We have spoken about the fulfillments of the eschaton (end of the age) a lot.  It is at the heart of the Lord’s prayer.  An alignment of God’s will, will take place in the whole of Creation from the heavens to the deepest recesses of the earth.   We are supposed to pray and live this. Luke has the shortest and most direct version. Luke takes it for granted that God speaks from heaven to every situation and perhaps his Greek readers appreciate more directness in his Gospel.

  • ‘Give us this day our daily bread. Matthew 6:11
  • ‘Give us each day our daily bread. Luke 11:3

Moses new that obeying God was more important than eating bread and sustenance.  Jesus here has purposefully put God’s will before food.  Bread was seriously important, and this idea possibly comes from the ‘Manna’ in the wilderness.  The people needed to be fed day by day but doing the will of God was not at the forefront of their minds.  We too need to learn from the Lord’s prayer to seek his kingdom first and then our needs indeed will be met. 

  • ‘And forgive us our debts, as we also have forgiven our debtors. ‘And do not lead us into temptation, but deliver us from evil. [For Yours is the kingdom and the power and the glory forever. Amen.’]  14 For if you forgive others for their transgressions, your heavenly Father will also forgive you. 15 But if you do not forgive others, then your Father will not forgive your transgressions. Matthew 6:12-15
  • ‘And forgive us our sins, For we ourselves also forgive everyone who is indebted to us. And lead us not into temptation.’” Luke 11:4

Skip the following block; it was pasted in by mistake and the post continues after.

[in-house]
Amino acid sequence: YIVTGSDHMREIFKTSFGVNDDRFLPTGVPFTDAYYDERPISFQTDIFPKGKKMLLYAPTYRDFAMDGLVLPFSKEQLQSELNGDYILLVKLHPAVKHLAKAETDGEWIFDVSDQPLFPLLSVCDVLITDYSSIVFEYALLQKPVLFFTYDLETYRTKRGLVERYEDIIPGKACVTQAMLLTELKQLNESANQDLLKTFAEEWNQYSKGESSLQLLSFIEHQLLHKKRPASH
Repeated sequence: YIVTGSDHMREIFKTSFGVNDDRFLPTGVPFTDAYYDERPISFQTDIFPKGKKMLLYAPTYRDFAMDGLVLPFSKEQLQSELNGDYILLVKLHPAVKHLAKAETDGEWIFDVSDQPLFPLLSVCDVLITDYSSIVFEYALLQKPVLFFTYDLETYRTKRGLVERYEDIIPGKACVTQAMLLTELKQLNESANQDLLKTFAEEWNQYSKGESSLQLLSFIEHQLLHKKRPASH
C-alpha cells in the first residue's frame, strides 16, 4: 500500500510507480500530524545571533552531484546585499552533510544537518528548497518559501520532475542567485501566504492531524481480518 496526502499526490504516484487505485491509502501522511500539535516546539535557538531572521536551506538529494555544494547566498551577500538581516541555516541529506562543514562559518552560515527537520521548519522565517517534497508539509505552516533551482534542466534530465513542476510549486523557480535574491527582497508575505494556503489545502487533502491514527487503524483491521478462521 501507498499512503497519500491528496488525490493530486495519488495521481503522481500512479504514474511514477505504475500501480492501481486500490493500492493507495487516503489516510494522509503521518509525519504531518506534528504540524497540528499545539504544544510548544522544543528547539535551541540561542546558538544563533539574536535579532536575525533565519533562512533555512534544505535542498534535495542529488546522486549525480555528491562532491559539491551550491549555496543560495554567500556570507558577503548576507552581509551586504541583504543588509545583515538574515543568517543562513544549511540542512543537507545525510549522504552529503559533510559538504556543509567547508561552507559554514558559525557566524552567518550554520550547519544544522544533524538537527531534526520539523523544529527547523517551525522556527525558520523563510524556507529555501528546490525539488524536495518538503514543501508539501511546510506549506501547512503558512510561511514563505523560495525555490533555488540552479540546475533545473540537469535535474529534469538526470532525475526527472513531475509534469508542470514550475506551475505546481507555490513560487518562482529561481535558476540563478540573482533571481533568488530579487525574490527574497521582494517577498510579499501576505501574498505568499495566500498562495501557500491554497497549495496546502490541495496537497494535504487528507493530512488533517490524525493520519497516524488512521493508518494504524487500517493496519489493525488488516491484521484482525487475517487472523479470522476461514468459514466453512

We have come full circle on the Lord’s Prayer.  As I said earlier God’s name is sacred.  Here in these closing verses of the prayer we see the Father as Judge.  The Father will judge according to the measure that we can forgive.  Did not Jesus himself forgive his persecutors from the cross? 

Sin or debt?

Luke uses the word sin (hamartia) missing the mark.  This is a more natural words to use for Luke’s Greek readers; (en.wikipedia.org/wiki/Hamartia). 

Matthew uses debt (opheiletēs) this is about meeting obligations.

I think both can be used but ‘debt’ for me has a more personal usage.  You owe a debt to a person whereas if you sin it relates more to you and is impersonal.  In both meanings a wrong has taken place and there needs to be forgiveness. Our Lord expects us to forgive our fellow brothers and sisters.

Transgression or Temptations

I think in Luke’s version ‘temptation’ is not the best word to use. We do not test God but God can test us. 

Dictionary definitions

g3986. πειρασμός peirasmos; from 3985; a putting to proof (by experiment (of good), experience (of evil), solicitation, discipline or provocation); by implication, adversity: — temptation, x try.